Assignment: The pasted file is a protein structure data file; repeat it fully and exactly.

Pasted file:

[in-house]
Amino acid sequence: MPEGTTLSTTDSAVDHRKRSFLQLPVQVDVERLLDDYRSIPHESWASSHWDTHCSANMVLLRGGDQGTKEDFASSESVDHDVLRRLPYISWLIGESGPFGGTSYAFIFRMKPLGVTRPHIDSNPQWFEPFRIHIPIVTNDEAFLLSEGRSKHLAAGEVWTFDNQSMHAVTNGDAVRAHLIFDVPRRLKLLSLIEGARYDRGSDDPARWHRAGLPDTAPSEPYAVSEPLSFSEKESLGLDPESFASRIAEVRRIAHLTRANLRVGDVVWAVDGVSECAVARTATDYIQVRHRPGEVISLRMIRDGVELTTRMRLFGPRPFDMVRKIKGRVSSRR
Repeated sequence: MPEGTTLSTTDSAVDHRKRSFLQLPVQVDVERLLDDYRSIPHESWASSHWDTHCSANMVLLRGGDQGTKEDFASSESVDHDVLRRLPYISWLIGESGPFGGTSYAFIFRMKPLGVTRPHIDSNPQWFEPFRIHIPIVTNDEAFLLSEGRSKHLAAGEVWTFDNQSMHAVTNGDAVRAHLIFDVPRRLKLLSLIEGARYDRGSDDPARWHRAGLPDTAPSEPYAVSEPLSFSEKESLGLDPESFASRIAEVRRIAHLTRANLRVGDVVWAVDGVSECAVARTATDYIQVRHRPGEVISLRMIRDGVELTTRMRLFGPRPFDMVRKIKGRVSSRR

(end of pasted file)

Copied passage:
[in-house]
Amino acid sequence: MPEGTTLSTTDSAVDHRKRSFLQLPVQVDVERLLDDYRSIPHESWASSHWDTHCSANMVLLRGGDQGTKEDFASSESVDHDVLRRLPYISWLIGESGPFGGTSYAFIFRMKPLGVTRPHIDSNPQWFEPFRIHIPIVTNDEAFLLSEGRSKHLAAGEVWTFDNQSMHAVTNGDAVRAHLIFDVPRRLKLLSLIEGARYDRGSDDPARWHRAGLPDTAPSEPYAVSEPLSFSEKESLGLDPESFASRIAEVRRIAHLTRANLRVGDVVWAVDGVSECAVARTATDYIQVRHRPGEVISLRMIRDGVELTTRMRLFGPRPFDMVRKIKGRVSSRR
Repeated sequence: MPEGTTLSTTDSAVDHRKRSFLQLPVQVDVERLLDDYRSIPHESWASSHWDTHCSANMVLLRGGDQGTKEDFASSESVDHDVLRRLPYISWLIGESGPFGGTSYAFIFRMKPLGVTRPHIDSNPQWFEPFRIHIPIVTNDEAFLLSEGRSKHLAAGEVWTFDNQSMHAVTNGDAVRAHLIFDVPRRLKLLSLIEGARYDRGSDDPARWHRAGLPDTAPSEPYAVSEPLSFSEKESLGLDPESFASRIAEVRRIAHLTRANLRVGDVVWAVDGVSECAVARTATDYIQVRHRPGEVISLRMIRDGVELTTRMRLFGPRPFDMVRKIKGRVSSRR